To look at Nick Holzherr’s LinkedIn profile is like looking at one of a retired, successful businessman.
However at just 30 years old, Holzherr is already a serial entrepreneur and after a stint on the BBC’s The Apprentice, his latest venture Air.com has well and truly taken off.
Holzherr first showed entrepreneurial flair as a child when he sold lost golf balls back to golfers. A few years later, and still a teenager, he set up his own web design company after his father bought him a computer at the age of 13.
“I was a huge geek, and I spent a lot of time on it. I taught myself everything in terms of website design; everything I learnt was self-taught,” he tells BusinessCloud.
It made the budding Birmingham-based entrepreneur realise the future was tech and although it got him to the final of The Apprentice, it didn’t stop him from hearing Sir Alan Sugar say “you’re fired”.
More about that later, but for now the businessman is focused on Air.com which was featured by BusinessCloud as one of the UK’s top 101 Tech Start-up Disrupters.
At a young age Holzherr had already set up a couple of companies, from a student society called Inaxus whilst at university, to Querky, a QR code company where he employed four staff members.
It was only then that a friend suggested he apply for The Apprentice.
Working his way from week one all the way through to the final, Holzherr may not have bagged the £250,000 investment from Lord Sugar, but certainly learned some valuable business lessons along the way.
“The process is non-stop,” he says. “You’re surrounded by six to eight cameras every minute of the day. The tasks are so varied and quick, it’s extremely time restricted. I forgot anything I had ever remembered or been taught because it was such a whirlwind.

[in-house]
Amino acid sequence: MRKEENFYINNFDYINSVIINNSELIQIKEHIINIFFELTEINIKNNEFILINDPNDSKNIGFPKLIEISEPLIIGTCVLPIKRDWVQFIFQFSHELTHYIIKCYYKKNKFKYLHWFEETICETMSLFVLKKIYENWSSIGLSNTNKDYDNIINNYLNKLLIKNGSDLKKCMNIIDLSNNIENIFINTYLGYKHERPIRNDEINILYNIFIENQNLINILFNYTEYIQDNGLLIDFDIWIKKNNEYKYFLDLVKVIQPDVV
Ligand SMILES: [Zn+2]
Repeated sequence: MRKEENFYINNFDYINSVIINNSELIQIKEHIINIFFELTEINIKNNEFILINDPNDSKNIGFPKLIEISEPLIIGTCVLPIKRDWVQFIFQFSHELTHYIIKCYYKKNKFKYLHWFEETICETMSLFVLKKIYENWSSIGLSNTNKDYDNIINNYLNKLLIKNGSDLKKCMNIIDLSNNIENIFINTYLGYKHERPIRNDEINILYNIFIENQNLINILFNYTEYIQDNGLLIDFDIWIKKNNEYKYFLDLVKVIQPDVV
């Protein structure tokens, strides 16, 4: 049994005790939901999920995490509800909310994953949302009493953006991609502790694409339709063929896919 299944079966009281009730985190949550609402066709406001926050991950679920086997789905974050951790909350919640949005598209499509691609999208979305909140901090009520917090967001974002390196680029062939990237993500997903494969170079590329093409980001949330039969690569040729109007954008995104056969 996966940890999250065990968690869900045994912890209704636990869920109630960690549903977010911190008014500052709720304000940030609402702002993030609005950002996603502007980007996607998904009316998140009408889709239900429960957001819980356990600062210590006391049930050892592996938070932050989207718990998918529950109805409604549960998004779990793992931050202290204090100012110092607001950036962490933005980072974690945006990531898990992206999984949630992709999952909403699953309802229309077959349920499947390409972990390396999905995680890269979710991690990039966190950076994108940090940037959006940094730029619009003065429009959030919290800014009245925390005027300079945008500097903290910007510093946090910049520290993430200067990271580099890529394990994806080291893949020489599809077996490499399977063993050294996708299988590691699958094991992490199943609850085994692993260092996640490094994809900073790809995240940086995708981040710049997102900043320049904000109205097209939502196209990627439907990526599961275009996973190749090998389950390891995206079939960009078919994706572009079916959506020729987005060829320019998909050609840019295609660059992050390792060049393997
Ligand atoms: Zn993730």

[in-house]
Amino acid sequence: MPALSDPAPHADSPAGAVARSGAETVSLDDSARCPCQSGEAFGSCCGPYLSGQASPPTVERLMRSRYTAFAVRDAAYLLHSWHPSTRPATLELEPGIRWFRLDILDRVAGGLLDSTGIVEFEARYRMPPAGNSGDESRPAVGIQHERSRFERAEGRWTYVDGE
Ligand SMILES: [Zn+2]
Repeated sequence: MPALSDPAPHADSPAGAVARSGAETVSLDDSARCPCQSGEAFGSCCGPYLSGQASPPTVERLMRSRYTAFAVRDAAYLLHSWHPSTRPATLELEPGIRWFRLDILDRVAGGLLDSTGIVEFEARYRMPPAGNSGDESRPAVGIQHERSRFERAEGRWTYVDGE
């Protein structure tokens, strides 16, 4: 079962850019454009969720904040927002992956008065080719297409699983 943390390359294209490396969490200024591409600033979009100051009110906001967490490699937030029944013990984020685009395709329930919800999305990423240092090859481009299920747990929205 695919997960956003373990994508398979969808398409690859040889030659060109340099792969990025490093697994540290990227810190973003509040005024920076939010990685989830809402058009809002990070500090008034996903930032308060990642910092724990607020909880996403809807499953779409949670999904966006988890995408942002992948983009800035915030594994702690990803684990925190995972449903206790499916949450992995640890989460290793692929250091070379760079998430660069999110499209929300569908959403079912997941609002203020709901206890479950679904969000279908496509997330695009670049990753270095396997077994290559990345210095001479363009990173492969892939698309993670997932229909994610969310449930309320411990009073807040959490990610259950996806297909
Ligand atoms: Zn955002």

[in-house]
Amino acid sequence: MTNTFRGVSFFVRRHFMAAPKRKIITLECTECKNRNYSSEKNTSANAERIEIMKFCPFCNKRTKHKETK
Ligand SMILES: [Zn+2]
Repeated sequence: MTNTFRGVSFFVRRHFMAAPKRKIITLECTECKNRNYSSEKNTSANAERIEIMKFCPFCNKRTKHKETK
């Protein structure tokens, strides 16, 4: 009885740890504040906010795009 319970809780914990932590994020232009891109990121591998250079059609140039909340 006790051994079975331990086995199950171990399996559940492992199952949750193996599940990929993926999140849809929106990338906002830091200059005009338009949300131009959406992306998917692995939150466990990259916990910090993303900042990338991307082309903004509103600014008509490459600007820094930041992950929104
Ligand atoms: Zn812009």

“It’s an incredible opportunity though, you get to work with companies, work on products, pitch to massive businesses – something you might do over many years in a lifetime, but never in such a short space of time.
“I got to the final, which is brilliant for me and the business I pitched. It really helped launch the business and it was hugely instrumental in the success we’ve had.”
The series was won by Ricky Martin with his pitch of a specialist recruitment consultancy, but Holzherr was determined to prove Lord Sugar wrong.
So along came his next business, Whisk, a web and mobile app that combines recipes and online shopping using artificial intelligence, allowing users to purchase ingredients for recipes in just a few seconds.
“I raised a total of £1 million for Whisk following my time on The Apprentice,” he says.
“It’s working really well, and we’ve just recently launched the biggest publisher in the UK. We’re growing fast, 500,000 recipes around the world have our technology embedded in them and we work with seven of the biggest global retailers, including Tesco and Ocado.
“We charge a monthly fee to people who use our platform; we have an ad server that allows publishers to target specific ingredients and we charge that on a CPM basis.”